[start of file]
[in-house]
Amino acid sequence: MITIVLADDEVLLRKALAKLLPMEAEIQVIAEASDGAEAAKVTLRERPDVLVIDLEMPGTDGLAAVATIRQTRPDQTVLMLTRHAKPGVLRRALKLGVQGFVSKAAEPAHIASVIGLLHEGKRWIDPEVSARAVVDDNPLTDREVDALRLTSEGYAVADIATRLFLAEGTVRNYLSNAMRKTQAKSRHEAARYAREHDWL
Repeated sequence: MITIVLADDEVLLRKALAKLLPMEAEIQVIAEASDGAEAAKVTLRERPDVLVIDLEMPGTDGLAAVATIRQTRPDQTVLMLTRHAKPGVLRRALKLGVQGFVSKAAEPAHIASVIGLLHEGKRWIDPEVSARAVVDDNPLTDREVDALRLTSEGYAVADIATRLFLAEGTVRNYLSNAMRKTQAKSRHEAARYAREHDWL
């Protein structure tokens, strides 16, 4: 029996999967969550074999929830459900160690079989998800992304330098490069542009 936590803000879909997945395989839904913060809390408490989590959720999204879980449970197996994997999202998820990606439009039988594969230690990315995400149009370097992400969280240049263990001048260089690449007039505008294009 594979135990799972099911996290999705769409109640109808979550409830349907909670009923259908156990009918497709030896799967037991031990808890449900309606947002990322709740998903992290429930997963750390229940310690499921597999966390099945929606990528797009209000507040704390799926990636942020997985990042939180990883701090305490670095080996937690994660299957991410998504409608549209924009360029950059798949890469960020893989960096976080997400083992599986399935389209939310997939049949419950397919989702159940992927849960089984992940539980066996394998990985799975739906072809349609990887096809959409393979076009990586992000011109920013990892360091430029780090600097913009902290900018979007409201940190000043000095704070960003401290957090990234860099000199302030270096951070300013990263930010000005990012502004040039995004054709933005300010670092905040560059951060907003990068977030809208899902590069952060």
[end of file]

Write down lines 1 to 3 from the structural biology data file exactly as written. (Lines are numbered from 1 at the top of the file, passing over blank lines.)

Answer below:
[in-house]
Amino acid sequence: MITIVLADDEVLLRKALAKLLPMEAEIQVIAEASDGAEAAKVTLRERPDVLVIDLEMPGTDGLAAVATIRQTRPDQTVLMLTRHAKPGVLRRALKLGVQGFVSKAAEPAHIASVIGLLHEGKRWIDPEVSARAVVDDNPLTDREVDALRLTSEGYAVADIATRLFLAEGTVRNYLSNAMRKTQAKSRHEAARYAREHDWL
Repeated sequence: MITIVLADDEVLLRKALAKLLPMEAEIQVIAEASDGAEAAKVTLRERPDVLVIDLEMPGTDGLAAVATIRQTRPDQTVLMLTRHAKPGVLRRALKLGVQGFVSKAAEPAHIASVIGLLHEGKRWIDPEVSARAVVDDNPLTDREVDALRLTSEGYAVADIATRLFLAEGTVRNYLSNAMRKTQAKSRHEAARYAREHDWL